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From the Aisle



By Linda Armstrong

Radio Golf Needs Your Attendance
 When I went to the Tony Awards in June, I witnessed that only one African-American won a Tony Award for the evening and that was Bill T. Jones. He won the Tony Award for Choreography for a new Broadway show Spring Awakening. Jones was very up front about hoping that his winning the award would lead to more opportunities for African-Americans to get to choreograph Broadway shows. Jones, of course, has known success for years in another way, having his own dance company, which bares his name. Jones shared that he was surprised to find out that African-Americans have such a difficult time in the theater world.
 Although August Wilson’s final play in his ten-play series Radio Golf was nominated for five Tony Awards including Best Play, it did not get to walk away with even one. But one thing that came from that evening, which I feel is very important, is that I had the opportunity to talk to Tonya Pinkins, one of the five cast members of this Broadway play and Pinkins confided that the show needs our people to come out and support it. She candidly shared her concern about the show’s future.
Radio Golf is a very serious play that examines one man’s journey to put his political aspirations and monetary ambitions aside and reconnect with the people of his neighborhood. It’s a journey that the audience goes along with every step of the way. It also shows the many sides of African-Americans through the varied characters. There is one man who has the features of a Black man and to all looking at him, looks like a Black man, but inwardly despises his own people. He doesn’t trust Blacks and he has no loyalty to them. He is very willing to sell out his own people, even a man whom he is a business partner with. Then there’s a character who is a poor Black man that is facing eviction. He is a man who quotes scriptures and has a lot of common sense. Another Black man is someone who does things his way, even if it gets him into trouble. And one thing he feels strongly about is looking out for other Blacks. The only female character in the play is played by Pinkins and is the lead character’s wife. She is interested in her husband keeping his focus with his political aspirations and when he decides to look out for the people of the neighborhood, she wonders what is wrong with him. This play is very serious in terms of its messages. One message is this Black man realizing that he is connected to his old neighborhood and taking up their struggle. Another message is that when it comes to corporate America, the faint of a poor Black man and the people of a dying neighborhood don’t mean anything.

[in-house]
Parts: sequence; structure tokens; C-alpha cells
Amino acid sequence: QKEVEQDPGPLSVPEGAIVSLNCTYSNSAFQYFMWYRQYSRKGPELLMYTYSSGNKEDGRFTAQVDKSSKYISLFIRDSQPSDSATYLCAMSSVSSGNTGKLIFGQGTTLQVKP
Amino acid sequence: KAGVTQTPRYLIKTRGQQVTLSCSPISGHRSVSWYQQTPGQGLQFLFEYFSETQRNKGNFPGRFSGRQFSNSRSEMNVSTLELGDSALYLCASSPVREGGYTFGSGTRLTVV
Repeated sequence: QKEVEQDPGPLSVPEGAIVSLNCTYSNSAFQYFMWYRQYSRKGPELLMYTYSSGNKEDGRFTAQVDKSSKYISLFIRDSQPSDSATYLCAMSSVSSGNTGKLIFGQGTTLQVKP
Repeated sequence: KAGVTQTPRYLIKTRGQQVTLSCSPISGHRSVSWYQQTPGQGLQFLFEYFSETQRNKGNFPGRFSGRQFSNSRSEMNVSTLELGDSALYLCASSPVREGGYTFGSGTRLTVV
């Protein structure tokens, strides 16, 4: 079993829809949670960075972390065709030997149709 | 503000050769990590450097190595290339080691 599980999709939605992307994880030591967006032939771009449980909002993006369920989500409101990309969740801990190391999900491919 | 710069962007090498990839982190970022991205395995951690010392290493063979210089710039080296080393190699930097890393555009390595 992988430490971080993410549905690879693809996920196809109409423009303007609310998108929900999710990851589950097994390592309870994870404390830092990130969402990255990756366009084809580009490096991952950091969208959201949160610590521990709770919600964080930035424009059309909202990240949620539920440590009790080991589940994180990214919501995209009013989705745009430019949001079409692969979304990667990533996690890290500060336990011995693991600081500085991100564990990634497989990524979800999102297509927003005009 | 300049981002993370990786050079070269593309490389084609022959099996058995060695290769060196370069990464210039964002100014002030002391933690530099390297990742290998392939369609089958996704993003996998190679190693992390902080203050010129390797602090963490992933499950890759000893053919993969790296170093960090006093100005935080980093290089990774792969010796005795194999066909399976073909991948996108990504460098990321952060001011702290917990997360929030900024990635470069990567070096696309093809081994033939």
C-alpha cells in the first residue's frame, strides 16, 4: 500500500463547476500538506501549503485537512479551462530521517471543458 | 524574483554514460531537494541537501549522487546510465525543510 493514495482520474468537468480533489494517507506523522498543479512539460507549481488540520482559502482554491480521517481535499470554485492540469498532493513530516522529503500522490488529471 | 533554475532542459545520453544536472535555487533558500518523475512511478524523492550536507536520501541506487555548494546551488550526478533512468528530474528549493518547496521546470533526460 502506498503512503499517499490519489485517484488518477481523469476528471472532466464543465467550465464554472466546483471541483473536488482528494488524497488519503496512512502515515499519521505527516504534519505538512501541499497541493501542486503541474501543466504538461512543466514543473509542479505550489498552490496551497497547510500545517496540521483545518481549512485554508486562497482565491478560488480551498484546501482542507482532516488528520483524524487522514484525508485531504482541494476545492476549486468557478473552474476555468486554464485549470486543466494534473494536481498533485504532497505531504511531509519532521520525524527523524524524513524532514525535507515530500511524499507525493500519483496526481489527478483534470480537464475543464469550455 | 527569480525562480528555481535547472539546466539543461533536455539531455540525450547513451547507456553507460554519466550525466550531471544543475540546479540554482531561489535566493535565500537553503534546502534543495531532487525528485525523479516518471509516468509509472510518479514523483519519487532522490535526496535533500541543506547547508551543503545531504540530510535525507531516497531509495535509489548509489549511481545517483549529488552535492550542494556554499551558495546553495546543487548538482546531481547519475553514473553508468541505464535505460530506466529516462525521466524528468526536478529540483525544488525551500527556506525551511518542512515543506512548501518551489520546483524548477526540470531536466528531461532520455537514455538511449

This is definitely a production worth supporting and as with other Black productions, this one may be having problems filling the seats. Our community needs to come out in support of August Wilson’s last play, which he completed not too long before his untimely death. And support this all-Black cast on Broadway.
National Black Theatre Festival Nears
The National Black Theatre Festival is getting closer and closer. It will be held as always in Winston-Salem, North Carolina and it will definitely be the opportunity for all those who love and support Black theater to get an abundance of it. The festival will run from July 30-August 5 and will include theatre ranging from solo performance to cast productions and collegiate theatre, along with hip-hop-themed shows and poetry. There will be areas where new plays will be read, through the Midnight Reading Series always done by the New York-based Frank Silvera Writers Workshop, and led by Garland Thompson, Sr.
There will also be many Black theater companies represented at the festival-New Federal Theatre in Manhattan, the Billie Holiday Theatre in Brooklyn, Black Spectrum Theatre in Queens, Crossroad Theatre in New Brunswick, and the Faison Firehouse Theatre.
This year’s festival will definitely have a sad note as the festival’s founder, Larry Leon Hamlin, recently passed away at the age of 58. Hamlin envisioned the festival as a place where Black theatre, actors, technicians, playwrights, directors and the like could have a place to showcase their work. This festival is not just a place to experience marvelous Black theater, but it’s a place to rejuvenate one’s soul. There is such a feeling of family that is vividly part of the atmosphere of the National Black Theatre Festival.

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